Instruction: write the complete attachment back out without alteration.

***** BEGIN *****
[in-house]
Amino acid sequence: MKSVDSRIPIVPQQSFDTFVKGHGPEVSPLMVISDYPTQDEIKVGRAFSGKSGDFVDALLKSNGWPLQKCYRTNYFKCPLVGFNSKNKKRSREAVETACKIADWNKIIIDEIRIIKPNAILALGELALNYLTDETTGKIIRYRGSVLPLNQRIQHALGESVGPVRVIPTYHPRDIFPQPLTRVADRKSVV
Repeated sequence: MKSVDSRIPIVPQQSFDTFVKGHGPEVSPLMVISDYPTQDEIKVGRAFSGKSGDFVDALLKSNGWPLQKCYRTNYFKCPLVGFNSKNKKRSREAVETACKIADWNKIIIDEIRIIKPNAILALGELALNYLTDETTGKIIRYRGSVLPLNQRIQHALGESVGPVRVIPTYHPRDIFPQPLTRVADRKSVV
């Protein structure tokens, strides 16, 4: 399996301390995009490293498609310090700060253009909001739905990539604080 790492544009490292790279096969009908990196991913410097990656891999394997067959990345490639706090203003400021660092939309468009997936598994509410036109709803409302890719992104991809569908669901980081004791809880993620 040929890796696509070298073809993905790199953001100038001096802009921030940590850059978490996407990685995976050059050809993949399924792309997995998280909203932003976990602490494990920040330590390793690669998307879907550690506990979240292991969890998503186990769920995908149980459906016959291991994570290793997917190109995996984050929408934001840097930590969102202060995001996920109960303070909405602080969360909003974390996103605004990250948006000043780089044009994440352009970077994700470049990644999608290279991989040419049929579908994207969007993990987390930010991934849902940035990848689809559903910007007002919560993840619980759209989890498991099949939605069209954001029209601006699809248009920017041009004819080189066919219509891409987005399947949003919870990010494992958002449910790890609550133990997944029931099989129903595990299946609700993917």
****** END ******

[in-house]
Amino acid sequence: MKSVDSRIPIVPQQSFDTFVKGHGPEVSPLMVISDYPTQDEIKVGRAFSGKSGDFVDALLKSNGWPLQKCYRTNYFKCPLVGFNSKNKKRSREAVETACKIADWNKIIIDEIRIIKPNAILALGELALNYLTDETTGKIIRYRGSVLPLNQRIQHALGESVGPVRVIPTYHPRDIFPQPLTRVADRKSVV
Repeated sequence: MKSVDSRIPIVPQQSFDTFVKGHGPEVSPLMVISDYPTQDEIKVGRAFSGKSGDFVDALLKSNGWPLQKCYRTNYFKCPLVGFNSKNKKRSREAVETACKIADWNKIIIDEIRIIKPNAILALGELALNYLTDETTGKIIRYRGSVLPLNQRIQHALGESVGPVRVIPTYHPRDIFPQPLTRVADRKSVV
């Protein structure tokens, strides 16, 4: 399996301390995009490293498609310090700060253009909001739905990539604080 790492544009490292790279096969009908990196991913410097990656891999394997067959990345490639706090203003400021660092939309468009997936598994509410036109709803409302890719992104991809569908669901980081004791809880993620 040929890796696509070298073809993905790199953001100038001096802009921030940590850059978490996407990685995976050059050809993949399924792309997995998280909203932003976990602490494990920040330590390793690669998307879907550690506990979240292991969890998503186990769920995908149980459906016959291991994570290793997917190109995996984050929408934001840097930590969102202060995001996920109960303070909405602080969360909003974390996103605004990250948006000043780089044009994440352009970077994700470049990644999608290279991989040419049929579908994207969007993990987390930010991934849902940035990848689809559903910007007002919560993840619980759209989890498991099949939605069209954001029209601006699809248009920017041009004819080189066919219509891409987005399947949003919870990010494992958002449910790890609550133990997944029931099989129903595990299946609700993917």